Connecticut: Playing Politics with a Legitimate Crisis


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The Connecticut House and Senate each approved a bill early Thursday morning that adds to the state's existing $150 million deficit by cancelling a scheduled increase in the state's tax on wholesale earnings from gasoline sales. Governor Rell is expected to sign the measure. The bill prevents what would have been a 0.5% increase in the petroleum wholesale earnings tax, which industry lobbyists are claiming would have increased prices at the pump by about 5 cents.

Even if the industry's 5 cent figure is taken at face value, few observers are seriously suggesting that this bill will do anything to improve the financial situation of Connecticut families. During the brief debate that occurred earlier this year over a proposed suspension of the 18.4 cent federal gas tax, that plan was heavily criticized for only providing the average driver with a $30 tax cut. The Connecticut bill would save drivers less than a third of that amount, though it would drive state government millions deeper into debt. Despite the fact that this would only provide a negligible tax cut for the average family, one legislator insisted that it is important to "let our citizens know that we are very concerned about what they're up against" - an unsurprising sentiment given that this is an election year. Pure political motives are the only explanation for why a token gas tax cut is so high on lawmakers' agendas despite the existence of a state government deficit and numerous fiscal problems in many Connecticut counties.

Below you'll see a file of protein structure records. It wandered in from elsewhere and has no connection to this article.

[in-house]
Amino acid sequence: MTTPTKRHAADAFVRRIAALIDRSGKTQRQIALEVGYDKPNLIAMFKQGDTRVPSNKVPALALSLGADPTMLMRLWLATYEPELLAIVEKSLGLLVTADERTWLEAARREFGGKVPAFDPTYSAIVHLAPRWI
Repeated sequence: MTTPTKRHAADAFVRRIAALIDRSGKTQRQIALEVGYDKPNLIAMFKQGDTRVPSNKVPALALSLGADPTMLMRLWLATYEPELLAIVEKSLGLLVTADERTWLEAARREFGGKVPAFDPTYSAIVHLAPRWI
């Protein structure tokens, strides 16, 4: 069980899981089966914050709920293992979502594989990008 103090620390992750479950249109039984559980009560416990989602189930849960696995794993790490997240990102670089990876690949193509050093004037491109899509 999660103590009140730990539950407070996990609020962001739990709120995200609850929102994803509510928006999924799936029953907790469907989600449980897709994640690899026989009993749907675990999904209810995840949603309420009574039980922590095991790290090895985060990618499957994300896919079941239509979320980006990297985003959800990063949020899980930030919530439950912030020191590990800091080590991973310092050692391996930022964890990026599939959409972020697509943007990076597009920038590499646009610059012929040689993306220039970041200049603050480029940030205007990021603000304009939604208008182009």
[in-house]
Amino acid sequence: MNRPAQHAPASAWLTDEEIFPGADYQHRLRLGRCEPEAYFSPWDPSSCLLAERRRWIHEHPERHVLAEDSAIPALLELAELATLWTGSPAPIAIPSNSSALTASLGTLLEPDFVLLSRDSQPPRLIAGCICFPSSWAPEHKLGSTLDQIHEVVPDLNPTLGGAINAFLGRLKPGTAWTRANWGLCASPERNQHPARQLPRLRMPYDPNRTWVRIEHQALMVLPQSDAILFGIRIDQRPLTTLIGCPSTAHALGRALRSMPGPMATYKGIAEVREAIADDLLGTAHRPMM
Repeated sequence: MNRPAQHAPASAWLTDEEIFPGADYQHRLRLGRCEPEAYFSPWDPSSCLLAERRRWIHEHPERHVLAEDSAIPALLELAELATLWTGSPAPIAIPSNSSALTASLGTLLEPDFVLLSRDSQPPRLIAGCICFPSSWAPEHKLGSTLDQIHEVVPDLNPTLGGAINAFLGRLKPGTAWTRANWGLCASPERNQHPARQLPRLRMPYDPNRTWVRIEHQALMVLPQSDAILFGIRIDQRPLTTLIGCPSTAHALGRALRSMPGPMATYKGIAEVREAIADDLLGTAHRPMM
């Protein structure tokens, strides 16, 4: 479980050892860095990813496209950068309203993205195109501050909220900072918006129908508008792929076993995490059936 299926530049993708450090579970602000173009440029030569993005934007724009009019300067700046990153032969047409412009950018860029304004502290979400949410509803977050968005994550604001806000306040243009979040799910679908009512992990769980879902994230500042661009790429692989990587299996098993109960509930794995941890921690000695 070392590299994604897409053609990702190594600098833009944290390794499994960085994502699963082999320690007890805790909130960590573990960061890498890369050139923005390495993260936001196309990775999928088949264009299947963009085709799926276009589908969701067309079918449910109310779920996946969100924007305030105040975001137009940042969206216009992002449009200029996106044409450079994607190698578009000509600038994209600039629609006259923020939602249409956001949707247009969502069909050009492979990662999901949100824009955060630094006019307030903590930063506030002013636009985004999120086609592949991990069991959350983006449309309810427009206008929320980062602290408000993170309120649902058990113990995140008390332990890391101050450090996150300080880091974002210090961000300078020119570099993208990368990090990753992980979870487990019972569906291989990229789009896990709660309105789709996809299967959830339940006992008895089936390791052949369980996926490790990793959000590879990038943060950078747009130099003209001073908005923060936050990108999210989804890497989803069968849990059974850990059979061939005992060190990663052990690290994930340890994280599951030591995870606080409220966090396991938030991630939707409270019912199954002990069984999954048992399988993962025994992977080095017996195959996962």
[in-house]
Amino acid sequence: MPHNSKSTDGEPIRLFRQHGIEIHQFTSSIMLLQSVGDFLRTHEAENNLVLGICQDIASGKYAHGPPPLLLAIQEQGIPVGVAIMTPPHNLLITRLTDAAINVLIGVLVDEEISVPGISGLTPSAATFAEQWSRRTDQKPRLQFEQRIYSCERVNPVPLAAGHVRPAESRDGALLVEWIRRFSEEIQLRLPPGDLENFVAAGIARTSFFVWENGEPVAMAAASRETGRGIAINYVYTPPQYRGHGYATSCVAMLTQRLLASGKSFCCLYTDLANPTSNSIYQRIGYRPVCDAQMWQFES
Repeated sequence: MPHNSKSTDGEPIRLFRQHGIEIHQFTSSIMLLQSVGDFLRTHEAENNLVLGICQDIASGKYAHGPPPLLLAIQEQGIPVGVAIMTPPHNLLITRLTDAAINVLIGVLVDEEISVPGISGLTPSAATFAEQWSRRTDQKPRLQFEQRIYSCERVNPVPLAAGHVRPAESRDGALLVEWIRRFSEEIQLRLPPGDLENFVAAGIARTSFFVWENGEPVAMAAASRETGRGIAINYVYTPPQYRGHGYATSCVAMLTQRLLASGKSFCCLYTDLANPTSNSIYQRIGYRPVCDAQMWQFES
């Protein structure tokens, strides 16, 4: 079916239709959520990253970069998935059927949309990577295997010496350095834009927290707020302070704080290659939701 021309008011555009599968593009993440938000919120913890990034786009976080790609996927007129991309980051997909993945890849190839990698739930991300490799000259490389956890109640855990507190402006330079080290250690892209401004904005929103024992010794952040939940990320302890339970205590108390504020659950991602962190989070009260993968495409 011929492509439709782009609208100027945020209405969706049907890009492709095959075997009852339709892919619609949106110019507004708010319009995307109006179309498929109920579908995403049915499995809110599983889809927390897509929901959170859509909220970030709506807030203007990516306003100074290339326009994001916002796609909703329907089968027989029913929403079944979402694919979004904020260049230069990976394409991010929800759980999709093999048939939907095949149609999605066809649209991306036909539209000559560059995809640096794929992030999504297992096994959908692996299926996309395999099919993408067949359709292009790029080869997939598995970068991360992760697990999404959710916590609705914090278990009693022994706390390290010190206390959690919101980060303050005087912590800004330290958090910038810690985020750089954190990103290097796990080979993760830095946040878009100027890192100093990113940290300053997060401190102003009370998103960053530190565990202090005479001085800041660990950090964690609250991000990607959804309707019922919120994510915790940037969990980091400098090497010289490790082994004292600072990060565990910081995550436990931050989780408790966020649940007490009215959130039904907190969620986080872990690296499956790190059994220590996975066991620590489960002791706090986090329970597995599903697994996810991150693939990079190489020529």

But perhaps even more worrisome than cutting taxes in the face of a deficit is that Connecticut lawmakers have decided to play politics with a very serious issue affecting low-income families. Even if Connecticut legislators don't want to fix their state's regressive tax system, there are still much better options for assisting families hurt by high fuel costs. Instead of providing an across-the-board tax cut that benefits both Connecticut's wealthiest, as well as its poorest families, a targeted low-income gas tax credit of the type enacted in Minnesota could have distributed more gas tax relief to lower-income families at a similar cost. Lawmakers need to admit that the most dramatic impact of the recent economic slowdown has been on lower-income families struggling to make ends meet. Until then, more poorly targeted and gimmicky tax cuts of the kind passed in Connecticut can be expected.

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